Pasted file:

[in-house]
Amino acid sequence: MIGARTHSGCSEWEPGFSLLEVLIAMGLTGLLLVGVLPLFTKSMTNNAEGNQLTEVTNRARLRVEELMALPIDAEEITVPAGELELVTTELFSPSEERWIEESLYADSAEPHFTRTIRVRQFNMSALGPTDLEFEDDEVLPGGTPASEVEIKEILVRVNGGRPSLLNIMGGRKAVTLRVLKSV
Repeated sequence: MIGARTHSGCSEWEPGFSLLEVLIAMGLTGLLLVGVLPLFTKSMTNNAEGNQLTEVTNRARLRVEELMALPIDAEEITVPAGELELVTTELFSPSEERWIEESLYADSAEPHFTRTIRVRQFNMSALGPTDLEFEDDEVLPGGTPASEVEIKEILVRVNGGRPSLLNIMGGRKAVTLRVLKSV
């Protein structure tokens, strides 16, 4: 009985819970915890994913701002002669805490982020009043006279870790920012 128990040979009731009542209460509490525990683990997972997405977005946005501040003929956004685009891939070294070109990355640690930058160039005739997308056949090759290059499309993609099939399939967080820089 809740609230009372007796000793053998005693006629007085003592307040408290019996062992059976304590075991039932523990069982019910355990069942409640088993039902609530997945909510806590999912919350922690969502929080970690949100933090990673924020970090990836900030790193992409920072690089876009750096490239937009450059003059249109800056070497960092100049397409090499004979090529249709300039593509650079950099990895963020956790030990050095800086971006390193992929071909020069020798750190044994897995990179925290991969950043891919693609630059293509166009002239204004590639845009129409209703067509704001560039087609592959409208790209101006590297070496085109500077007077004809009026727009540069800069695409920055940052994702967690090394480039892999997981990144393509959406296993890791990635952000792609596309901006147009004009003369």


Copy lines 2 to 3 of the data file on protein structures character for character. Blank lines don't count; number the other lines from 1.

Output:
Amino acid sequence: MIGARTHSGCSEWEPGFSLLEVLIAMGLTGLLLVGVLPLFTKSMTNNAEGNQLTEVTNRARLRVEELMALPIDAEEITVPAGELELVTTELFSPSEERWIEESLYADSAEPHFTRTIRVRQFNMSALGPTDLEFEDDEVLPGGTPASEVEIKEILVRVNGGRPSLLNIMGGRKAVTLRVLKSV
Repeated sequence: MIGARTHSGCSEWEPGFSLLEVLIAMGLTGLLLVGVLPLFTKSMTNNAEGNQLTEVTNRARLRVEELMALPIDAEEITVPAGELELVTTELFSPSEERWIEESLYADSAEPHFTRTIRVRQFNMSALGPTDLEFEDDEVLPGGTPASEVEIKEILVRVNGGRPSLLNIMGGRKAVTLRVLKSV